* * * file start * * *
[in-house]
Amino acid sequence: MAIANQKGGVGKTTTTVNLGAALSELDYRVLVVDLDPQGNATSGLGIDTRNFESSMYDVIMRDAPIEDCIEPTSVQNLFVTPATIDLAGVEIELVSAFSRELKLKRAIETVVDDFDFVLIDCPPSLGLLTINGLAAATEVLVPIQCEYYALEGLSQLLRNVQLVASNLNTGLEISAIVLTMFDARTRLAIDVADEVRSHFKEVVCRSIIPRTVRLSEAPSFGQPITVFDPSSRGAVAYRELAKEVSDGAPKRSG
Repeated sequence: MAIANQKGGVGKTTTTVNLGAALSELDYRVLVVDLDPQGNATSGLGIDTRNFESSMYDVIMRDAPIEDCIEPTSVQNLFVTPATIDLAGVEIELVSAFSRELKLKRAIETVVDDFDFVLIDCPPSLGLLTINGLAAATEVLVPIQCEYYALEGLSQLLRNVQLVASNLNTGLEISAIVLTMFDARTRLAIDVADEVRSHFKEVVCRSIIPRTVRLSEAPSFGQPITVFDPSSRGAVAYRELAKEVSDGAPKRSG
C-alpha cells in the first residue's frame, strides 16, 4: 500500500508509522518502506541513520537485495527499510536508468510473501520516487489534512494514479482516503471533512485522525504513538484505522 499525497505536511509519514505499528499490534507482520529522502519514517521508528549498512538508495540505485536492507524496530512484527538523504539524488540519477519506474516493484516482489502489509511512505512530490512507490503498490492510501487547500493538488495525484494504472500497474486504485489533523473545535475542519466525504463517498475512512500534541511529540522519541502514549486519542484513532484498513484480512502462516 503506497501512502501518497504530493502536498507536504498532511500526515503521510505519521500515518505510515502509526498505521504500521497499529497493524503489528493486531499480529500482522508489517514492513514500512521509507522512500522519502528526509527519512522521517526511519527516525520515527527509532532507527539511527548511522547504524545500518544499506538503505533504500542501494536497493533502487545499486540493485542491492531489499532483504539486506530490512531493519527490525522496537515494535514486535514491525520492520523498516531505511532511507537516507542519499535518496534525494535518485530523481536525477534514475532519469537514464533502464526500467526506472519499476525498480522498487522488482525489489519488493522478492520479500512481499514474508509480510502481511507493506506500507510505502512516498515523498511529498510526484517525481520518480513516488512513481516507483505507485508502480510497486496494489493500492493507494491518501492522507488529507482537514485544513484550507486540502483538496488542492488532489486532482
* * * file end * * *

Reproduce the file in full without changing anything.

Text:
[in-house]
Amino acid sequence: MAIANQKGGVGKTTTTVNLGAALSELDYRVLVVDLDPQGNATSGLGIDTRNFESSMYDVIMRDAPIEDCIEPTSVQNLFVTPATIDLAGVEIELVSAFSRELKLKRAIETVVDDFDFVLIDCPPSLGLLTINGLAAATEVLVPIQCEYYALEGLSQLLRNVQLVASNLNTGLEISAIVLTMFDARTRLAIDVADEVRSHFKEVVCRSIIPRTVRLSEAPSFGQPITVFDPSSRGAVAYRELAKEVSDGAPKRSG
Repeated sequence: MAIANQKGGVGKTTTTVNLGAALSELDYRVLVVDLDPQGNATSGLGIDTRNFESSMYDVIMRDAPIEDCIEPTSVQNLFVTPATIDLAGVEIELVSAFSRELKLKRAIETVVDDFDFVLIDCPPSLGLLTINGLAAATEVLVPIQCEYYALEGLSQLLRNVQLVASNLNTGLEISAIVLTMFDARTRLAIDVADEVRSHFKEVVCRSIIPRTVRLSEAPSFGQPITVFDPSSRGAVAYRELAKEVSDGAPKRSG
C-alpha cells in the first residue's frame, strides 16, 4: 500500500508509522518502506541513520537485495527499510536508468510473501520516487489534512494514479482516503471533512485522525504513538484505522 499525497505536511509519514505499528499490534507482520529522502519514517521508528549498512538508495540505485536492507524496530512484527538523504539524488540519477519506474516493484516482489502489509511512505512530490512507490503498490492510501487547500493538488495525484494504472500497474486504485489533523473545535475542519466525504463517498475512512500534541511529540522519541502514549486519542484513532484498513484480512502462516 503506497501512502501518497504530493502536498507536504498532511500526515503521510505519521500515518505510515502509526498505521504500521497499529497493524503489528493486531499480529500482522508489517514492513514500512521509507522512500522519502528526509527519512522521517526511519527516525520515527527509532532507527539511527548511522547504524545500518544499506538503505533504500542501494536497493533502487545499486540493485542491492531489499532483504539486506530490512531493519527490525522496537515494535514486535514491525520492520523498516531505511532511507537516507542519499535518496534525494535518485530523481536525477534514475532519469537514464533502464526500467526506472519499476525498480522498487522488482525489489519488493522478492520479500512481499514474508509480510502481511507493506506500507510505502512516498515523498511529498510526484517525481520518480513516488512513481516507483505507485508502480510497486496494489493500492493507494491518501492522507488529507482537514485544513484550507486540502483538496488542492488532489486532482